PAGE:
The House At Sugar Beach is actually two stories, interwoven. It’s the story of a girl’s childhood and evolution to adulthood, but it’s also the story of a country with a unique and fascinating past and a horrifying present.

Helene spent her first fourteen years living an idyllic and familiar kind of childhood at her family’s home in and near Monrovia, Liberia, in Africa. Helene’s story is a classic coming-of-age story, filled with normal childhood joys and fears, in a close, loving extended family. Some of Helene’s memories are ones every girl can relate to: days at the beach with her sisters, reading Nancy Drew books at night with a flashlight, and the typical adolescent angst surrounding her first crush.

Other memories are uniquely Liberian, like being afraid of rogues (robbers who come to your house at night) and neegees (mythical beings that can grab kids and pull them under the water while they’re swimming). Here she describes a local game her cousin taught her to play:

Tello was teaching me how to play knock-foot, a girls’ game where players hop on one foot and kick toward their opponents with the other foot. Knock-foot involved intricate maneuvers that need rhythm and balance. The Country People had thought it up. Knock-foot is sort of like rock, paper, scissors with feet. A good knock-foot session between two girls who know what they’re doing looks like dancing, with each girl bobbing, kicking, and clapping to a precise beat.

Liberia itself is like an extra character in the book, its unique history a backdrop to everything that happens in Helene’s life. Liberia, Africa’s first independent country, was established in the 1820’s by groups of free blacks from the United States. I was fascinated by this piece of history that I had never learned about in any of my Social Studies classes: in 1820, the American Colonization Society sent ships of freed black Americans back to Africa to establish a colony (which later became an independent state).

Helene describes how her distant ancestors continue to have a significant effect on her own life in the 20th century:

The chain started by those two men would eventually separate me from most black people in America, at the same time separating me from most black people in Africa. Their names were Elijah Johnson and Randolph Cooper. They were my great-great-great-great grandfathers. At the turn of the nineteenth century in pre-Civil War America, they both belonged to that nebulous class of freed-blacks-once-removed from southern plantations.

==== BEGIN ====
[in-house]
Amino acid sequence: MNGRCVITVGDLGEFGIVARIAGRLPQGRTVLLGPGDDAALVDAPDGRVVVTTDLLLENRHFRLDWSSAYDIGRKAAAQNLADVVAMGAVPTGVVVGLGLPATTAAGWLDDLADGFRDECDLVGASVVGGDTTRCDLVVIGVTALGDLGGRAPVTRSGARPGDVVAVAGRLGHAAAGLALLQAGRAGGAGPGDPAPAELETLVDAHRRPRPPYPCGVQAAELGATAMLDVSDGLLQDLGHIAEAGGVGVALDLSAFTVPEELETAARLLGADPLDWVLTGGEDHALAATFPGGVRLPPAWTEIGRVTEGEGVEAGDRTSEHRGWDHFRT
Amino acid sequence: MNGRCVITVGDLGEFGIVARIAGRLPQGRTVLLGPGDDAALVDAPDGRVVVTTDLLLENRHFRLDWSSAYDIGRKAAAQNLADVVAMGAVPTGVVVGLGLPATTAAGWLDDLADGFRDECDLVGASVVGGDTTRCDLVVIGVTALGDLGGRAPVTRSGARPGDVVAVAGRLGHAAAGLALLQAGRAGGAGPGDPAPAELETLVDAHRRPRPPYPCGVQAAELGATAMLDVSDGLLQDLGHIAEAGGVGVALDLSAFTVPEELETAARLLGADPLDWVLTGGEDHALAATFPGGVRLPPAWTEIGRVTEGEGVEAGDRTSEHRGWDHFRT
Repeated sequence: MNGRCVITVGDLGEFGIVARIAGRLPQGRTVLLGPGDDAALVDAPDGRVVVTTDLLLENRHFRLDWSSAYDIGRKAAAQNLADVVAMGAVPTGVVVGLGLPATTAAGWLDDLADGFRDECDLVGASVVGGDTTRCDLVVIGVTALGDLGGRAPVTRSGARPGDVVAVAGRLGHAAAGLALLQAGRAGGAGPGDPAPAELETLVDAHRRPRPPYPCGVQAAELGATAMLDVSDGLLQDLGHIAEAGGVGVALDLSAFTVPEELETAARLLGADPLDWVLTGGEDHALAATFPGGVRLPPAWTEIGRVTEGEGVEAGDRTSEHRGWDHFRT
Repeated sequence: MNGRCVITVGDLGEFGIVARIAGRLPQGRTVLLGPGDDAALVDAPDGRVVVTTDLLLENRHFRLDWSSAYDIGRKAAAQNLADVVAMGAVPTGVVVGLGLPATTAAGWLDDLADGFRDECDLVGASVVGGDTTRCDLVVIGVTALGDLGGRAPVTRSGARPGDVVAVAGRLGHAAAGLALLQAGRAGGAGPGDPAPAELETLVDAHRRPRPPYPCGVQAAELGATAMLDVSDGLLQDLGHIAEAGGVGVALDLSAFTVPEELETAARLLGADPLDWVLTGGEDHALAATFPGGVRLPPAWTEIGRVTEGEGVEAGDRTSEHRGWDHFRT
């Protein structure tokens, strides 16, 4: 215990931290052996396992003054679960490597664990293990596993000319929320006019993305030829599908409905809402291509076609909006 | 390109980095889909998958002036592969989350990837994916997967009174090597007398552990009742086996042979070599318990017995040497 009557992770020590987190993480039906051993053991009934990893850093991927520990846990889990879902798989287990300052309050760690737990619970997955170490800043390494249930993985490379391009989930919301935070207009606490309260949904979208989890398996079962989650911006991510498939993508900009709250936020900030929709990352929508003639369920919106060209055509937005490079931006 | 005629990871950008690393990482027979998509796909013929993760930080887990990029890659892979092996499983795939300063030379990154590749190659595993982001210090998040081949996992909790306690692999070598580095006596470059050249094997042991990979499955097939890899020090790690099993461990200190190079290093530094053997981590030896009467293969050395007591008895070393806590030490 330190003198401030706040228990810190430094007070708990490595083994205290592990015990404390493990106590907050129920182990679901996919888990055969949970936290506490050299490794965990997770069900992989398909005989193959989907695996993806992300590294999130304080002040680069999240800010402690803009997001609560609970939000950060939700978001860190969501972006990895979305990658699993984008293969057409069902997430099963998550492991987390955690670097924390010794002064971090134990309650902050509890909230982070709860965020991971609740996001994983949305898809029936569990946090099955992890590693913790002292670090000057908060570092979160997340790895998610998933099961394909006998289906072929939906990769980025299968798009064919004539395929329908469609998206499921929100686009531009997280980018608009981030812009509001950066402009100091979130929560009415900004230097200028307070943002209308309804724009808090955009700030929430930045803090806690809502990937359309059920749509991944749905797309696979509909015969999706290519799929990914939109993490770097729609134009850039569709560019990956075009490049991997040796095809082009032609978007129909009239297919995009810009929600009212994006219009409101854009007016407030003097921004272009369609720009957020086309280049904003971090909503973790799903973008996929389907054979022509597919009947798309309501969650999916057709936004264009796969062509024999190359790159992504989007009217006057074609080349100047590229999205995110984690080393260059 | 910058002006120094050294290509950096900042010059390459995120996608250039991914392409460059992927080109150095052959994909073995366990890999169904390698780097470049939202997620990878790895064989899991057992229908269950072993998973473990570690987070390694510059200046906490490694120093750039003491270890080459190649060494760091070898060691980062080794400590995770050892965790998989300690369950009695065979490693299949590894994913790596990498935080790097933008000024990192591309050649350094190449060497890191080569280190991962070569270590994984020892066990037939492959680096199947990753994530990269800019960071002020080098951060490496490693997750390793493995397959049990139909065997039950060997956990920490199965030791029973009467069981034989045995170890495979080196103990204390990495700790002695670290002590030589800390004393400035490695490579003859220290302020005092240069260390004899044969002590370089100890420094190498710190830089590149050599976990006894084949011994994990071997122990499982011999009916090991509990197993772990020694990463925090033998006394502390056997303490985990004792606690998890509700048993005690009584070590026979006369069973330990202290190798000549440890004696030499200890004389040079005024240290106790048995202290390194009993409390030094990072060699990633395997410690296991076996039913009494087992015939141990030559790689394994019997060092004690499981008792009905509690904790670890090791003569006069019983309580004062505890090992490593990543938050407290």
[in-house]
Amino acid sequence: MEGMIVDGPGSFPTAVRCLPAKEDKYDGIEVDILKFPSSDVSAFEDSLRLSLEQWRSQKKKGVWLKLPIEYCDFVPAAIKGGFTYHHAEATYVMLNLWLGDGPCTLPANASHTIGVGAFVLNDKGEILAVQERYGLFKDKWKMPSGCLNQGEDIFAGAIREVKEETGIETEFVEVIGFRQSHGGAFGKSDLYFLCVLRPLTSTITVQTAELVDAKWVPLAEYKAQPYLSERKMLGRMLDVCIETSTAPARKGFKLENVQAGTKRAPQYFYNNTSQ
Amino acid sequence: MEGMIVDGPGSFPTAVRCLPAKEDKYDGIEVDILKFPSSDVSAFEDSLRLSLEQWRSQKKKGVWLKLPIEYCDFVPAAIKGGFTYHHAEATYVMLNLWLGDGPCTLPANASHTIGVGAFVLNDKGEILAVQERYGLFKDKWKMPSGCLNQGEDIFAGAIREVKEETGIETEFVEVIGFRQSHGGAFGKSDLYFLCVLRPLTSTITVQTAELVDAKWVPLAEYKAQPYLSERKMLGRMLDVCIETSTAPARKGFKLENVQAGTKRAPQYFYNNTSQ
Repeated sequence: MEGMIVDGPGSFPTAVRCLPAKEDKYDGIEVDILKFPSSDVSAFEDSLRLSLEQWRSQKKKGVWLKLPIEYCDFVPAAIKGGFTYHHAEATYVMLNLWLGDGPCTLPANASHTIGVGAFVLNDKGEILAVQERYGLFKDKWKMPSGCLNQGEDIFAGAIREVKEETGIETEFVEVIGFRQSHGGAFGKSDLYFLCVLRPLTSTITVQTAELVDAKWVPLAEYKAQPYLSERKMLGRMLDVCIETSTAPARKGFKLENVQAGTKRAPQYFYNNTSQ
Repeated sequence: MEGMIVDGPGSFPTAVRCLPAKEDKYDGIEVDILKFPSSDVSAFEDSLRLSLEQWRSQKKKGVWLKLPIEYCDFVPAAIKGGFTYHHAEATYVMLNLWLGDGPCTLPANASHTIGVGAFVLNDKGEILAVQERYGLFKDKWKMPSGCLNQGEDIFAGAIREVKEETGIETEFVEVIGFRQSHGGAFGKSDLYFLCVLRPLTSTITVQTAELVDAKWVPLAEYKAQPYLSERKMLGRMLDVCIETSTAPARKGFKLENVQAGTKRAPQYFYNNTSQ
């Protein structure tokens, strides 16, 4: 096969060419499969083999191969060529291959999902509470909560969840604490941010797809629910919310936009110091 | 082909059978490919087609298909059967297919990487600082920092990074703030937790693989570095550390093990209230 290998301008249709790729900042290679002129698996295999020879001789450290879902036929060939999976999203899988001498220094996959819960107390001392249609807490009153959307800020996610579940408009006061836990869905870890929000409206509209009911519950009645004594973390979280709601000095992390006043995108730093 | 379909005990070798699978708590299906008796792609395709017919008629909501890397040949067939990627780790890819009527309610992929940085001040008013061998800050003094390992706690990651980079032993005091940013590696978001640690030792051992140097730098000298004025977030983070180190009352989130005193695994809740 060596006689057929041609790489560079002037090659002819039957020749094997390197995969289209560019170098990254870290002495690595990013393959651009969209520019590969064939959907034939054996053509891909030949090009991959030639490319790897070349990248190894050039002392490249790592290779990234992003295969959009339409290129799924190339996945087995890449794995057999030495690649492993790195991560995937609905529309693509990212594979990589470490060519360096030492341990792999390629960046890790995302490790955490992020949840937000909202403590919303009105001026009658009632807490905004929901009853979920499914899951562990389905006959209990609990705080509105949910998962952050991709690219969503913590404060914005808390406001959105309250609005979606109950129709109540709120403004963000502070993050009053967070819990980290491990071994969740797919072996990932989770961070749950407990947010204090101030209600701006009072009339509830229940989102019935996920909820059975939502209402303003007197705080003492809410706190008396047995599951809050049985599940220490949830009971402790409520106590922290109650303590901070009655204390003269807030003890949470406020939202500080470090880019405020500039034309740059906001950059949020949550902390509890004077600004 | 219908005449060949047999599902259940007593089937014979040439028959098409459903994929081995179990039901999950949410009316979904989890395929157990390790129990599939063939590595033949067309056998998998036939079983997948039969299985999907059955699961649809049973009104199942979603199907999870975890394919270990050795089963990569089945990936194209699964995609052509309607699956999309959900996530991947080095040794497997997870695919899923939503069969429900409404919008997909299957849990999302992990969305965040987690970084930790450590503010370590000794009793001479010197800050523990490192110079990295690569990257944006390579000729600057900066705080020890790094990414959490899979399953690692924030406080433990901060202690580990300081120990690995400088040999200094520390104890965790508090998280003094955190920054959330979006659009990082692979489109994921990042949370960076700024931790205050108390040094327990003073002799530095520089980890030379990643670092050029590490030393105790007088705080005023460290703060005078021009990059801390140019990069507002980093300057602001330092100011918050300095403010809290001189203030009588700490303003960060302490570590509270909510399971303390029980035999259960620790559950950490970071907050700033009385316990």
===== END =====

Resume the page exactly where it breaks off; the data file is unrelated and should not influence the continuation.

When presented the choice between America and Africa, they chose Africa. Because of that choice, I would not grow up, 150 years later, as an American black girl, weighed down by racial stereotypes of welfare queens. Nor would I have to deal with the burdens of a sub-Saharan African girl, with a life expectancy of about 40 years, yanked out of school at the age of eleven so I could fetch water and cook over a coal pot and bear babies barely younger than myself.

Instead, those two men handed down to me a one-in-a-million lottery ticket: birth into what passed for the landed gentry upper class of Africa’s first independent country, Liberia.

I must admit I had never heard of Liberia’s history before, and its uniqueness captivated me. Later, when Helene is a teenager, 150-year old class struggles between native Liberians and the American descendants finally erupt, as the country provides another kind of backdrop for Helene’s story, that of a nation torn apart by war and violence.

Helene’s story – and Liberia’s – was enthralling from start to finish. Her memoir was entertaining, educational, and enriching. You can’t ask for more than that from a book, can you?